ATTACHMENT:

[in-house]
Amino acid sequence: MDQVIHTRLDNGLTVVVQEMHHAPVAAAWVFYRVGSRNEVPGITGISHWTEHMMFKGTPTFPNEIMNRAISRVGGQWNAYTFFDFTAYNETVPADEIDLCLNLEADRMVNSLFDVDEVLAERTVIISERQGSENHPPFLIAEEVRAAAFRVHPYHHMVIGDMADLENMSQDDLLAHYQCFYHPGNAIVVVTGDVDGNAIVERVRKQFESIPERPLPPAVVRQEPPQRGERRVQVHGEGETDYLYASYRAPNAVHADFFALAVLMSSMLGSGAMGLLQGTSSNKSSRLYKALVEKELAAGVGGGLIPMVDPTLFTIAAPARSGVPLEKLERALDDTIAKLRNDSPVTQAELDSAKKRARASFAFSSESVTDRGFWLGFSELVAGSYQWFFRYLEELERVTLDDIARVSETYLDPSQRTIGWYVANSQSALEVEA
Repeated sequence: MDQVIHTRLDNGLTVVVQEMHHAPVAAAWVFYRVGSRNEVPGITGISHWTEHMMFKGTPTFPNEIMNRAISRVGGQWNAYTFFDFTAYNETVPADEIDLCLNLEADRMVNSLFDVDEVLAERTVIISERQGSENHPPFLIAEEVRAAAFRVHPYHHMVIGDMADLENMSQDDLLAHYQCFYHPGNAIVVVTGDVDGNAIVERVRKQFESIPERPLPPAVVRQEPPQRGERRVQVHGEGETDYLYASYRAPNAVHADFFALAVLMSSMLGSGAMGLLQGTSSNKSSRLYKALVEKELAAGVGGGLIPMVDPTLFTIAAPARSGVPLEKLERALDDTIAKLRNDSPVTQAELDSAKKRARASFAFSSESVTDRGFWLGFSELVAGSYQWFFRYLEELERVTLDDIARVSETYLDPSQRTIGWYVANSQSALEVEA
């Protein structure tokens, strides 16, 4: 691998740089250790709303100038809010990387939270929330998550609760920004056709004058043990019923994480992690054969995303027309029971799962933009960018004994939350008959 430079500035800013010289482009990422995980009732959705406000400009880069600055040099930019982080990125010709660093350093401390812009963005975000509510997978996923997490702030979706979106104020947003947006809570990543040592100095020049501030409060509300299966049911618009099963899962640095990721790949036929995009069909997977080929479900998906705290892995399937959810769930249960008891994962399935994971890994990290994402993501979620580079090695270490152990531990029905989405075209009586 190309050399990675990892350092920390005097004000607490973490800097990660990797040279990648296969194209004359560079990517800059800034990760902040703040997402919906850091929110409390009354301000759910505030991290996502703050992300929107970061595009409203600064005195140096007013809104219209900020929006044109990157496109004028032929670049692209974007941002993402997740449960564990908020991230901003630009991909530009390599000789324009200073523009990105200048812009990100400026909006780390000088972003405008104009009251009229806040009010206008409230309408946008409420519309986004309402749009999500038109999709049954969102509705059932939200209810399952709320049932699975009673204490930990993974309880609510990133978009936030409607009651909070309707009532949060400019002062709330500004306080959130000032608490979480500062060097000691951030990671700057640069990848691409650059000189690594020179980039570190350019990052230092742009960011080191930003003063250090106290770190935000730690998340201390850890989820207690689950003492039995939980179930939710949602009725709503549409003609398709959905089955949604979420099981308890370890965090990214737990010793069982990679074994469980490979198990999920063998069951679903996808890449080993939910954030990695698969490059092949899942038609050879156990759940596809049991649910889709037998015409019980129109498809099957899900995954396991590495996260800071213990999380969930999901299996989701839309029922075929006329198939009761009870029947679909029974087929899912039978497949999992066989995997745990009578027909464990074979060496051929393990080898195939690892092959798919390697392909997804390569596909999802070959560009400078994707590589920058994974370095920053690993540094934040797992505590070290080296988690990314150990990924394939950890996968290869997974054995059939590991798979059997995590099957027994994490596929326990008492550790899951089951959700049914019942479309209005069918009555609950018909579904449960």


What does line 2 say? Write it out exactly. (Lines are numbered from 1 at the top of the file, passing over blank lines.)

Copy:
Amino acid sequence: MDQVIHTRLDNGLTVVVQEMHHAPVAAAWVFYRVGSRNEVPGITGISHWTEHMMFKGTPTFPNEIMNRAISRVGGQWNAYTFFDFTAYNETVPADEIDLCLNLEADRMVNSLFDVDEVLAERTVIISERQGSENHPPFLIAEEVRAAAFRVHPYHHMVIGDMADLENMSQDDLLAHYQCFYHPGNAIVVVTGDVDGNAIVERVRKQFESIPERPLPPAVVRQEPPQRGERRVQVHGEGETDYLYASYRAPNAVHADFFALAVLMSSMLGSGAMGLLQGTSSNKSSRLYKALVEKELAAGVGGGLIPMVDPTLFTIAAPARSGVPLEKLERALDDTIAKLRNDSPVTQAELDSAKKRARASFAFSSESVTDRGFWLGFSELVAGSYQWFFRYLEELERVTLDDIARVSETYLDPSQRTIGWYVANSQSALEVEA